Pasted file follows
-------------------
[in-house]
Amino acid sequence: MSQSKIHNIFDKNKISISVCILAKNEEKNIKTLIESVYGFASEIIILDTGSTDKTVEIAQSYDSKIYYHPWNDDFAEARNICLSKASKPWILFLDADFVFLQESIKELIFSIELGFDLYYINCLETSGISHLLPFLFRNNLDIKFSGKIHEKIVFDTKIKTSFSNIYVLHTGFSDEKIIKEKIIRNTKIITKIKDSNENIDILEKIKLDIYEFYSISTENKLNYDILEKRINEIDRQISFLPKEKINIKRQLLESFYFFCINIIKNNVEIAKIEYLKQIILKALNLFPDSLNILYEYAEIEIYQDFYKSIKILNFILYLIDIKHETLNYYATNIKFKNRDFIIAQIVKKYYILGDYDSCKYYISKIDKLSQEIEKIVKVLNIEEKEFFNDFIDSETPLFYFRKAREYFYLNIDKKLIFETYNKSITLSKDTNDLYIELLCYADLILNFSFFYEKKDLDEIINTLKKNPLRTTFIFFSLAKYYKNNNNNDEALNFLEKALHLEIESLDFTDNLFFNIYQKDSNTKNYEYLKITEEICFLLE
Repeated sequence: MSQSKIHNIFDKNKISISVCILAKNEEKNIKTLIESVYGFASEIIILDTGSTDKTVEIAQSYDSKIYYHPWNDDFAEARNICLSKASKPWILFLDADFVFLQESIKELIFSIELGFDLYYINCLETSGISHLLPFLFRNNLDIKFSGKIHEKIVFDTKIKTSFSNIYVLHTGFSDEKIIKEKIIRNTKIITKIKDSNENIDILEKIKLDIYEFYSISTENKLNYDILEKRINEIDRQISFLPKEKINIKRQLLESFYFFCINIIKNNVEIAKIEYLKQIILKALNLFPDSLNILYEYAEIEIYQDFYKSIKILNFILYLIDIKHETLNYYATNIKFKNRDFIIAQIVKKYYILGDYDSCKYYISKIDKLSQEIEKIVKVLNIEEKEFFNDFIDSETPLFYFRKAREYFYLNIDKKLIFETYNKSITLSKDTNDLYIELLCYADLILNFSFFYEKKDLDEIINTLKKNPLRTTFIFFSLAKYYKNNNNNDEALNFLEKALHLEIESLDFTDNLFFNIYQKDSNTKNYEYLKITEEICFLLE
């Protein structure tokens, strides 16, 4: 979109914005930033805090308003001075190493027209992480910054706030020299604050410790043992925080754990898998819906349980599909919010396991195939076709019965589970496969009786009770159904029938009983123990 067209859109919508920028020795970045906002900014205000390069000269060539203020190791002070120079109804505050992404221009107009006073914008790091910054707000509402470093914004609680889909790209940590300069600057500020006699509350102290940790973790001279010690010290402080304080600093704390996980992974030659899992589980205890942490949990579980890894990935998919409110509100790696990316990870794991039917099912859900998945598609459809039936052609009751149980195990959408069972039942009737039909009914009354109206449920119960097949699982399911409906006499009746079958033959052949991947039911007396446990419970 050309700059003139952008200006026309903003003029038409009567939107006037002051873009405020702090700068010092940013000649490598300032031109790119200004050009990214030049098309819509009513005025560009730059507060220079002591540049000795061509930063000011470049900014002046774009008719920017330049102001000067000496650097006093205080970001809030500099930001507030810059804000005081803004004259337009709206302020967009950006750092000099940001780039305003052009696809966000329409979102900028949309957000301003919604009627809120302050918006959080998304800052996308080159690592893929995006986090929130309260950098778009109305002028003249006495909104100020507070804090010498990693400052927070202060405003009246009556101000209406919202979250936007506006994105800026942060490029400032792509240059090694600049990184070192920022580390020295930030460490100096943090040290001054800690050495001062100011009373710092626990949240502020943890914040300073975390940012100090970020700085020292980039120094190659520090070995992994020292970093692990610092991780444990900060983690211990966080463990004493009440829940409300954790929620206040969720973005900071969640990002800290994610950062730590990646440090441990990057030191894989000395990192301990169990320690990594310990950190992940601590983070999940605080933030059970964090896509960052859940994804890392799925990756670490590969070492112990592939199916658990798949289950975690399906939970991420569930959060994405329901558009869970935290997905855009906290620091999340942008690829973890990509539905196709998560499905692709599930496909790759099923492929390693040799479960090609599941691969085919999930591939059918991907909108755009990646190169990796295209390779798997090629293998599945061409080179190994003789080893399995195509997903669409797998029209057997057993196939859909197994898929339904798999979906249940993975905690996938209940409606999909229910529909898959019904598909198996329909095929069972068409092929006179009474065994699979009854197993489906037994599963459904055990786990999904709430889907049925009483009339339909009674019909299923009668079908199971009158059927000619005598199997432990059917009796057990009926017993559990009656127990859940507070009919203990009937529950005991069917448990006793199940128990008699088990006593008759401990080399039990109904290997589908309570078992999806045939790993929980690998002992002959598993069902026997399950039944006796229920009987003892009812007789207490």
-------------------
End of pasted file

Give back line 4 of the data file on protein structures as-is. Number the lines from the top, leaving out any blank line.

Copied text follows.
């Protein structure tokens, strides 16, 4: 979109914005930033805090308003001075190493027209992480910054706030020299604050410790043992925080754990898998819906349980599909919010396991195939076709019965589970496969009786009770159904029938009983123990 067209859109919508920028020795970045906002900014205000390069000269060539203020190791002070120079109804505050992404221009107009006073914008790091910054707000509402470093914004609680889909790209940590300069600057500020006699509350102290940790973790001279010690010290402080304080600093704390996980992974030659899992589980205890942490949990579980890894990935998919409110509100790696990316990870794991039917099912859900998945598609459809039936052609009751149980195990959408069972039942009737039909009914009354109206449920119960097949699982399911409906006499009746079958033959052949991947039911007396446990419970 050309700059003139952008200006026309903003003029038409009567939107006037002051873009405020702090700068010092940013000649490598300032031109790119200004050009990214030049098309819509009513005025560009730059507060220079002591540049000795061509930063000011470049900014002046774009008719920017330049102001000067000496650097006093205080970001809030500099930001507030810059804000005081803004004259337009709206302020967009950006750092000099940001780039305003052009696809966000329409979102900028949309957000301003919604009627809120302050918006959080998304800052996308080159690592893929995006986090929130309260950098778009109305002028003249006495909104100020507070804090010498990693400052927070202060405003009246009556101000209406919202979250936007506006994105800026942060490029400032792509240059090694600049990184070192920022580390020295930030460490100096943090040290001054800690050495001062100011009373710092626990949240502020943890914040300073975390940012100090970020700085020292980039120094190659520090070995992994020292970093692990610092991780444990900060983690211990966080463990004493009440829940409300954790929620206040969720973005900071969640990002800290994610950062730590990646440090441990990057030191894989000395990192301990169990320690990594310990950190992940601590983070999940605080933030059970964090896509960052859940994804890392799925990756670490590969070492112990592939199916658990798949289950975690399906939970991420569930959060994405329901558009869970935290997905855009906290620091999340942008690829973890990509539905196709998560499905692709599930496909790759099923492929390693040799479960090609599941691969085919999930591939059918991907909108755009990646190169990796295209390779798997090629293998599945061409080179190994003789080893399995195509997903669409797998029209057997057993196939859909197994898929339904798999979906249940993975905690996938209940409606999909229910529909898959019904598909198996329909095929069972068409092929006179009474065994699979009854197993489906037994599963459904055990786990999904709430889907049925009483009339339909009674019909299923009668079908199971009158059927000619005598199997432990059917009796057990009926017993559990009656127990859940507070009919203990009937529950005991069917448990006793199940128990008699088990006593008759401990080399039990109904290997589908309570078992999806045939790993929980690998002992002959598993069902026997399950039944006796229920009987003892009812007789207490």